Other Journal Articles

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This page is for my responses to the other journal articles I am to read.

-- Anonymous, January 26, 1999


Other Journal Article I

For my other journal article I read an article written by Marilyn Burns in the Mathematics Teacher journal. She addressed the validity of timed tests as a method of assessing children on the knowledge of their basic math facts. I choose this article in particular after having a conversation with a former classroom parent and teacher.

Marilyn Burns suggests in this article that timed tests do not support the idea of using numbers to problem solve. Instead, she says that the idea of timed tests create a negative attitude toward math in the students and reinforce wrong practices for solving the problems because of the time pressure. She also believes that timed tests are not an accurate measurement of a childs understanding. Here she cites research done by the National Assessment of Educational Progresss. They both feel that it is far more important to use math skills in problem-solving situations and timed tests do not promote this type of learning. Finally, she states that mathematical prowess has nothing to do with timed tests and more to do with analyzing situations and using numbers to solve problems.

I agree with Marilyn Burns on this subject for two reasons. In school I remember taking timed tests and the fear that I had for those tests. Timed tests did cause me to have a negative attitude toward math and particularly toward myself. These tests are not very good confidence boosters. As I recently spoke to a former parent she related to me how her child hated third grade math because of the timed tests. He thought he was too stupid to do them. This really got me thinking especially when I remember him in my class as always loving school and having some great ideas for solving problems. I myself have occasionally had my students do timed tests in basic math facts and I have not seen that I was a great motivator or teaching method for teaching basic math skills.

-- Anonymous, January 26, 1999

I agree wholeheartedly on your response to time math tests. I agree that they don't have much impact on a students learning. When I was in the classroom we had to have timed tests on multiplication tables everyday. I thought it was a waste of my math time. For children who know there facts they pass easily and go on, but for those that don't they are easily frustrated to the point of them not doing them at all or writing in wrong answers.

I would have prefered to do math timings once or twice a month, and the students who were behind would get one-on-one or small group instruction. It would be a more positive approach to helping children learn their math facts.

-- Anonymous, February 01, 1999

Other Journal Article 3: Choosing Success by Sam Stringfield, American Educator, Fall 1998

Reviewed by Heidi Mlynarczyk

This article talked about how to carefully choose curriculum programs for your school district. The author states that this decision is an important and complicated consumer decision. There are three important questions to be considered according to the author; first are the goals and objectives of the program in line with the goals and objectives of your school, second how strong is the research supporting claims of success, and third is the plan practical for you district given financial and time considerations. When considering these three questions the author went on to grade programs according to a criteria he felt important. An A-level program would follow this criteria; - a number of studies of the programs effectiveness, - detailed information about the kinds of students the program is designed to serve, - studies that include carefully matched control groups, - the indicators of success are related to what the program promised to deliver, - at least two or more years in duration, - proof that the program schools produced educationally significant student gains in target areas, - a number of case studies, - an even-handed article written by a third party, - the designers must be willing to provide a full list of participating schools, names, addresses, and phone numbers, paying particular attention to schools like your own.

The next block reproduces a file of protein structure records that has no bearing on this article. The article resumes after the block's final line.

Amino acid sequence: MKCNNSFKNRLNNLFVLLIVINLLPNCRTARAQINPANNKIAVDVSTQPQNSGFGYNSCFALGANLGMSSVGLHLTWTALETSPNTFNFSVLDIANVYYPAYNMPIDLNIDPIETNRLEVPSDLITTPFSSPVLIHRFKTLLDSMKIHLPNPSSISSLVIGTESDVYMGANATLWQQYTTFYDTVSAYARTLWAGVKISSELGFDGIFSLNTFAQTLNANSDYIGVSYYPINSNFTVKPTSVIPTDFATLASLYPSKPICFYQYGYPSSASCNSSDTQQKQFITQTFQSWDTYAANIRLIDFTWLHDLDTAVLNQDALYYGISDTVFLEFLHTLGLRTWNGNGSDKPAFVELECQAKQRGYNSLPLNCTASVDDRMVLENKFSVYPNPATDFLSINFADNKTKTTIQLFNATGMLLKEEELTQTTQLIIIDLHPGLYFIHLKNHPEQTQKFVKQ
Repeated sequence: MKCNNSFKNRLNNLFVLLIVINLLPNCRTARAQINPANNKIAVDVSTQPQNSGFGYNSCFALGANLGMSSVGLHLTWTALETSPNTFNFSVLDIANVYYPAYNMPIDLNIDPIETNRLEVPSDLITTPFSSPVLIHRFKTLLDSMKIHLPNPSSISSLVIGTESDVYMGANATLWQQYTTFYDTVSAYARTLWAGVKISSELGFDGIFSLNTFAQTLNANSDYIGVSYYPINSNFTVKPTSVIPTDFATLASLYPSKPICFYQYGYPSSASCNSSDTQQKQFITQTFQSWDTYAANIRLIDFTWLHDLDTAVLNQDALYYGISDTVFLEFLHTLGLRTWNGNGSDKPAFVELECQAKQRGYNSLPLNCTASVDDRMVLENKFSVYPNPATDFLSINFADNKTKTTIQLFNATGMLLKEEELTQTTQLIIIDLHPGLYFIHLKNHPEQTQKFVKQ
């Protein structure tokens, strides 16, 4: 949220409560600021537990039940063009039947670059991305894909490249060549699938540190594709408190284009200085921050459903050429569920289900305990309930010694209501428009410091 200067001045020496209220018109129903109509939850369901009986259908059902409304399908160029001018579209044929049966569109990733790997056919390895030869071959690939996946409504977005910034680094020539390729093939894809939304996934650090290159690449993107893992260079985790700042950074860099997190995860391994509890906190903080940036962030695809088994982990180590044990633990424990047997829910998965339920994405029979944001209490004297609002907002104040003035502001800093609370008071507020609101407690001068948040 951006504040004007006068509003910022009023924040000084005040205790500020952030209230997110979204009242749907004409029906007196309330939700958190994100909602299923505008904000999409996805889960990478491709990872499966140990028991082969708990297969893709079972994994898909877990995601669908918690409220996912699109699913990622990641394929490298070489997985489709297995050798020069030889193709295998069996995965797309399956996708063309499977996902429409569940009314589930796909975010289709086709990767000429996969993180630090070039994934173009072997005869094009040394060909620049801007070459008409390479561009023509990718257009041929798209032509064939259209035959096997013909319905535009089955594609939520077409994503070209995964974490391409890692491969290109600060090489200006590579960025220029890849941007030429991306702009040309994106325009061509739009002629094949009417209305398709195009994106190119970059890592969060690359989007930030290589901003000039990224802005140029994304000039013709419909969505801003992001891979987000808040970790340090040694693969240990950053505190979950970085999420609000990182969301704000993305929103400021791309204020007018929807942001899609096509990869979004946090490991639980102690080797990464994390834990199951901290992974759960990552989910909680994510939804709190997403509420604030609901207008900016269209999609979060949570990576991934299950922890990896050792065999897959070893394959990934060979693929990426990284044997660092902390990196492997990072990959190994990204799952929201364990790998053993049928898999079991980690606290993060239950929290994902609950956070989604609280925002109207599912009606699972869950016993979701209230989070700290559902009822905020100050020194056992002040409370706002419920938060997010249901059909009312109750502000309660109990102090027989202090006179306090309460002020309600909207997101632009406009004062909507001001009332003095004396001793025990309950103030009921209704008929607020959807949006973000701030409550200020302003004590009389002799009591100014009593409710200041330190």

B-level and C-level programs follow the some of the same guidelines with less rigor. All of this should be followed up on before making any decisions on what type of program your school or district should consider.

I found the information in this article very informative and interesting. It will be helpful to me in the future to know this information when I am considering any new materials for the district. I am currently on the social studies curriculum committee and I know we did not consider all of the things laid out in this article but given our time constraints we did the best we could. However, our best may not be good enough. I think we need to leave more time for this type of investigation. On our committee we spent most of the time rewriting the outcomes and very little time looking into the types of programs available. We need to spend more time on the later issue, after all we only get new texts once every few years.

-- Anonymous, April 27, 1999

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